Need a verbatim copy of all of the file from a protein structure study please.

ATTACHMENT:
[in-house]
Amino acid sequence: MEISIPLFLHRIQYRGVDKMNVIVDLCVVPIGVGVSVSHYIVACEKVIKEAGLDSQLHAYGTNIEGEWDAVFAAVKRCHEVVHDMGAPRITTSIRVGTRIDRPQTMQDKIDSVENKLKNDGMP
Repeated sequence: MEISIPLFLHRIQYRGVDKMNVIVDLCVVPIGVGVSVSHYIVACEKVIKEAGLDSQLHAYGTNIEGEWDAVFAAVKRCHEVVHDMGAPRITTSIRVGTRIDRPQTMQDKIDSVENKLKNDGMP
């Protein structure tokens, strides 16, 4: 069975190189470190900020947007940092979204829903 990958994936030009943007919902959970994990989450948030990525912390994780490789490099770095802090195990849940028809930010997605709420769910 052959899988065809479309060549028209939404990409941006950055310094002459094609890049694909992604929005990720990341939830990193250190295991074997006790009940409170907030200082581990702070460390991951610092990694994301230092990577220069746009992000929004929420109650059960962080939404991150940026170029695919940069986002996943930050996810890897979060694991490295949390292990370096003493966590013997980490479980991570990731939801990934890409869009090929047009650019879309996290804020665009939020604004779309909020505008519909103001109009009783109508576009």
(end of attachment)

[in-house]
Amino acid sequence: MEISIPLFLHRIQYRGVDKMNVIVDLCVVPIGVGVSVSHYIVACEKVIKEAGLDSQLHAYGTNIEGEWDAVFAAVKRCHEVVHDMGAPRITTSIRVGTRIDRPQTMQDKIDSVENKLKNDGMP
Repeated sequence: MEISIPLFLHRIQYRGVDKMNVIVDLCVVPIGVGVSVSHYIVACEKVIKEAGLDSQLHAYGTNIEGEWDAVFAAVKRCHEVVHDMGAPRITTSIRVGTRIDRPQTMQDKIDSVENKLKNDGMP
């Protein structure tokens, strides 16, 4: 069975190189470190900020947007940092979204829903 990958994936030009943007919902959970994990989450948030990525912390994780490789490099770095802090195990849940028809930010997605709420769910 052959899988065809479309060549028209939404990409941006950055310094002459094609890049694909992604929005990720990341939830990193250190295991074997006790009940409170907030200082581990702070460390991951610092990694994301230092990577220069746009992000929004929420109650059960962080939404991150940026170029695919940069986002996943930050996810890897979060694991490295949390292990370096003493966590013997980490479980991570990731939801990934890409869009090929047009650019879309996290804020665009939020604004779309909020505008519909103001109009009783109508576009």